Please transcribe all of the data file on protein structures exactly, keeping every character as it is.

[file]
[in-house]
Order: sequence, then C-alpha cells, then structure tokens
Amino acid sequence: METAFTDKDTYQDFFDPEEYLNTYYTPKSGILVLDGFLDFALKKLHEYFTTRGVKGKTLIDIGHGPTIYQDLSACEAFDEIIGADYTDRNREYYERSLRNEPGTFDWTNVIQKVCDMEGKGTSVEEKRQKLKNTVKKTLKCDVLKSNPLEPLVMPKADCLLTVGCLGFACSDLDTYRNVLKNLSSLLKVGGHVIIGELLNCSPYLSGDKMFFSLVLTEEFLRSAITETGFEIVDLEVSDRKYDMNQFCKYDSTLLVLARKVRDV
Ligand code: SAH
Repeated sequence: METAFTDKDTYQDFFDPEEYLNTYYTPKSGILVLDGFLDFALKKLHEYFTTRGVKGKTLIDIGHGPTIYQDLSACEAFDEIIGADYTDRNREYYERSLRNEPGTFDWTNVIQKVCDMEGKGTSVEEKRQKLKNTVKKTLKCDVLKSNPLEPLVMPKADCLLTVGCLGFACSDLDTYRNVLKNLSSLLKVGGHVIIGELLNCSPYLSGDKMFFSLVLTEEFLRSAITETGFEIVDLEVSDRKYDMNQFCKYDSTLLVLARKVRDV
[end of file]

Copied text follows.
[in-house]
Order: sequence, then C-alpha cells, then structure tokens
Amino acid sequence: METAFTDKDTYQDFFDPEEYLNTYYTPKSGILVLDGFLDFALKKLHEYFTTRGVKGKTLIDIGHGPTIYQDLSACEAFDEIIGADYTDRNREYYERSLRNEPGTFDWTNVIQKVCDMEGKGTSVEEKRQKLKNTVKKTLKCDVLKSNPLEPLVMPKADCLLTVGCLGFACSDLDTYRNVLKNLSSLLKVGGHVIIGELLNCSPYLSGDKMFFSLVLTEEFLRSAITETGFEIVDLEVSDRKYDMNQFCKYDSTLLVLARKVRDV
Ligand code: SAH
Repeated sequence: METAFTDKDTYQDFFDPEEYLNTYYTPKSGILVLDGFLDFALKKLHEYFTTRGVKGKTLIDIGHGPTIYQDLSACEAFDEIIGADYTDRNREYYERSLRNEPGTFDWTNVIQKVCDMEGKGTSVEEKRQKLKNTVKKTLKCDVLKSNPLEPLVMPKADCLLTVGCLGFACSDLDTYRNVLKNLSSLLKVGGHVIIGELLNCSPYLSGDKMFFSLVLTEEFLRSAITETGFEIVDLEVSDRKYDMNQFCKYDSTLLVLARKVRDV